The original cast of Saturday Night Live included comedy legends like Belushi, Dan Aykroyd and Gilda Radner. But Chase quickly ascended as the break-out star. Many in the cast (especially Belushi who was not used to being upstaged) resented Chase’s sudden stardom. It didn’t help that Chase was a coked-up jerk with a gigantic ego. He was known for being a “put-down artist”, ordering everyone around and bragging about his rising fame.
“He likes to focus attention on himself,” said Dan Aykroyd, one of the few SNL cast members who remained friends with Chase over the years.
It was a friendship that was able to survive all the focus on him that first year as a huge star. I’m pretty easy to get along with. I’m from Canada. We know how to bend backwards and forwards towards Americans.
In 1975, Chase was so popular that there was talk of renaming Saturday Night Live the Chevy Chase Show. New York magazine ran a cover story hailing Chase as “the funniest man in America”. And an NBC exec referred to him as “the first real potential successor to Johnny Carson.” There were rumors Chase would guest host for Carson on the Tonight Show.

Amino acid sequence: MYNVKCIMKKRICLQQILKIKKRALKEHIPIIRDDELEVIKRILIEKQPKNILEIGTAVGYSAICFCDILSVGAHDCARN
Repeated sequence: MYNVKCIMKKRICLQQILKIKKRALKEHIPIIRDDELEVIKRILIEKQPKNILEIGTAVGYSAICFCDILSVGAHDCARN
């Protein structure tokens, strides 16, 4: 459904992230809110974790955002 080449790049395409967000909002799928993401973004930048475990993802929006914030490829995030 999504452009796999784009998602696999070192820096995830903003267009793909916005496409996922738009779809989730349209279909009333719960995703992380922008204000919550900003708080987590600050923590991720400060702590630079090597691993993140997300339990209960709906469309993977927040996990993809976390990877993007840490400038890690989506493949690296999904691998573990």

Chase dismissed talk of taking over the Tonight Show saying “I’d never be tied down for five years interviewing TV personalities.” Ironic considering Chase would eventually host a late night talk show of his own. Carson responded to Chase’s claims by saying he “couldn’t ad-lib a fart after a baked-bean dinner.”
Chase’s contract as a writer for SNL was only for one year. After the first season, Chase decided not to return to Saturday Night Live. He fired his manager, Bernie Brillstein, who also represented Lorne Michaels and signed with the powerful William Morris agency. Michaels, who had been close with Chase, felt betrayed by the way Chase left the show without notice.
These days, Chase claims that he left Saturday Night Live for love. He was dating model Jacqueline Carlin at the time. According to Chase, she demanded that he move out to Hollywood if he wanted to continue seeing her. But staff writer Tom Davis claims that at the time, Chase told him he was leaving the show for “money – lots of money”.